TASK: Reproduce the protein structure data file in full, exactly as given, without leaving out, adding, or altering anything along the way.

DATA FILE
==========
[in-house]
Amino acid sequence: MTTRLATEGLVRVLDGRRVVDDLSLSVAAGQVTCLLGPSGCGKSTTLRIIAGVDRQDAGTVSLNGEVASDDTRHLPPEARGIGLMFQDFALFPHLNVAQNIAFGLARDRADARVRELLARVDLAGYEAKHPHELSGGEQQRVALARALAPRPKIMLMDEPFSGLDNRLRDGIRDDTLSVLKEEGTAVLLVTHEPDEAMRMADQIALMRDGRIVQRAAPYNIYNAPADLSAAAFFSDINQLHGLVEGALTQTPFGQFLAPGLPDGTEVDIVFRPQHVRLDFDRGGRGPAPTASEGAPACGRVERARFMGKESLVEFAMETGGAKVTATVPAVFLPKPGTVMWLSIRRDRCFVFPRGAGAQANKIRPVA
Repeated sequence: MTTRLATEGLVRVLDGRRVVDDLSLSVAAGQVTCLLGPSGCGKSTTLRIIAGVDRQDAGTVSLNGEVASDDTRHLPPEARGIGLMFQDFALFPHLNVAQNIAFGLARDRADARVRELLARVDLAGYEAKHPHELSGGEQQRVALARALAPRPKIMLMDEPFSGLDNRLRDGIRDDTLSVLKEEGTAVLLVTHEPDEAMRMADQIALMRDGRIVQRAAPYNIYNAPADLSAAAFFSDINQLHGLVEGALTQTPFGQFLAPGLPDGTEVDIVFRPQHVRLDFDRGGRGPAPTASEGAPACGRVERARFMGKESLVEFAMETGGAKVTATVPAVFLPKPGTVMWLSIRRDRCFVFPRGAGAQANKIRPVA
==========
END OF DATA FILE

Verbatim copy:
[in-house]
Amino acid sequence: MTTRLATEGLVRVLDGRRVVDDLSLSVAAGQVTCLLGPSGCGKSTTLRIIAGVDRQDAGTVSLNGEVASDDTRHLPPEARGIGLMFQDFALFPHLNVAQNIAFGLARDRADARVRELLARVDLAGYEAKHPHELSGGEQQRVALARALAPRPKIMLMDEPFSGLDNRLRDGIRDDTLSVLKEEGTAVLLVTHEPDEAMRMADQIALMRDGRIVQRAAPYNIYNAPADLSAAAFFSDINQLHGLVEGALTQTPFGQFLAPGLPDGTEVDIVFRPQHVRLDFDRGGRGPAPTASEGAPACGRVERARFMGKESLVEFAMETGGAKVTATVPAVFLPKPGTVMWLSIRRDRCFVFPRGAGAQANKIRPVA
Repeated sequence: MTTRLATEGLVRVLDGRRVVDDLSLSVAAGQVTCLLGPSGCGKSTTLRIIAGVDRQDAGTVSLNGEVASDDTRHLPPEARGIGLMFQDFALFPHLNVAQNIAFGLARDRADARVRELLARVDLAGYEAKHPHELSGGEQQRVALARALAPRPKIMLMDEPFSGLDNRLRDGIRDDTLSVLKEEGTAVLLVTHEPDEAMRMADQIALMRDGRIVQRAAPYNIYNAPADLSAAAFFSDINQLHGLVEGALTQTPFGQFLAPGLPDGTEVDIVFRPQHVRLDFDRGGRGPAPTASEGAPACGRVERARFMGKESLVEFAMETGGAKVTATVPAVFLPKPGTVMWLSIRRDRCFVFPRGAGAQANKIRPVA